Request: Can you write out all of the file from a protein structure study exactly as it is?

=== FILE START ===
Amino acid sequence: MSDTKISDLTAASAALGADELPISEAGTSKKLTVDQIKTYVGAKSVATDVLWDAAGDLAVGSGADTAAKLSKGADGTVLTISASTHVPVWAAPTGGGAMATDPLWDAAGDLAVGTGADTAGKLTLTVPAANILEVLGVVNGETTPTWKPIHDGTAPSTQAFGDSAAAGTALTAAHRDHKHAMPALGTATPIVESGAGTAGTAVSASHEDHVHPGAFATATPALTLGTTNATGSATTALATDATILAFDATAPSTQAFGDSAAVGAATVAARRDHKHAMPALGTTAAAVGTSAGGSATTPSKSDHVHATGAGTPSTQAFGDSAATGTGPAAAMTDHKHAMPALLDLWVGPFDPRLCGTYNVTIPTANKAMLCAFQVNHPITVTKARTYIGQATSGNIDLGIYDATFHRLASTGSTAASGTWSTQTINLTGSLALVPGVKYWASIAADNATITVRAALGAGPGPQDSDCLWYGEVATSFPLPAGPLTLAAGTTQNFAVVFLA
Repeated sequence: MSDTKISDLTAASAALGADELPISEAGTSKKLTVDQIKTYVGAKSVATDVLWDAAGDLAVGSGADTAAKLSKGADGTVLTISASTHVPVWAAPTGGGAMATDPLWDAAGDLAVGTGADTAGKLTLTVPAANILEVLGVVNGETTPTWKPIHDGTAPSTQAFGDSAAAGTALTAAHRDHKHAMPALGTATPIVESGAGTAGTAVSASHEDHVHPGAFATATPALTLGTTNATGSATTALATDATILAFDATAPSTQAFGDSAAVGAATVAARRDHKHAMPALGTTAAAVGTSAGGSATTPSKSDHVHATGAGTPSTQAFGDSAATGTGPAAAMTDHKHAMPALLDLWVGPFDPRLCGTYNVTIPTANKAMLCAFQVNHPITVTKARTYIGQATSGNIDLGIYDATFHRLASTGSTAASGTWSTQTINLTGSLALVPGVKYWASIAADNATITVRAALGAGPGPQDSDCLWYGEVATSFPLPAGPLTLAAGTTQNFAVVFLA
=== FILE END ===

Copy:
Amino acid sequence: MSDTKISDLTAASAALGADELPISEAGTSKKLTVDQIKTYVGAKSVATDVLWDAAGDLAVGSGADTAAKLSKGADGTVLTISASTHVPVWAAPTGGGAMATDPLWDAAGDLAVGTGADTAGKLTLTVPAANILEVLGVVNGETTPTWKPIHDGTAPSTQAFGDSAAAGTALTAAHRDHKHAMPALGTATPIVESGAGTAGTAVSASHEDHVHPGAFATATPALTLGTTNATGSATTALATDATILAFDATAPSTQAFGDSAAVGAATVAARRDHKHAMPALGTTAAAVGTSAGGSATTPSKSDHVHATGAGTPSTQAFGDSAATGTGPAAAMTDHKHAMPALLDLWVGPFDPRLCGTYNVTIPTANKAMLCAFQVNHPITVTKARTYIGQATSGNIDLGIYDATFHRLASTGSTAASGTWSTQTINLTGSLALVPGVKYWASIAADNATITVRAALGAGPGPQDSDCLWYGEVATSFPLPAGPLTLAAGTTQNFAVVFLA
Repeated sequence: MSDTKISDLTAASAALGADELPISEAGTSKKLTVDQIKTYVGAKSVATDVLWDAAGDLAVGSGADTAAKLSKGADGTVLTISASTHVPVWAAPTGGGAMATDPLWDAAGDLAVGTGADTAGKLTLTVPAANILEVLGVVNGETTPTWKPIHDGTAPSTQAFGDSAAAGTALTAAHRDHKHAMPALGTATPIVESGAGTAGTAVSASHEDHVHPGAFATATPALTLGTTNATGSATTALATDATILAFDATAPSTQAFGDSAAVGAATVAARRDHKHAMPALGTTAAAVGTSAGGSATTPSKSDHVHATGAGTPSTQAFGDSAATGTGPAAAMTDHKHAMPALLDLWVGPFDPRLCGTYNVTIPTANKAMLCAFQVNHPITVTKARTYIGQATSGNIDLGIYDATFHRLASTGSTAASGTWSTQTINLTGSLALVPGVKYWASIAADNATITVRAALGAGPGPQDSDCLWYGEVATSFPLPAGPLTLAAGTTQNFAVVFLA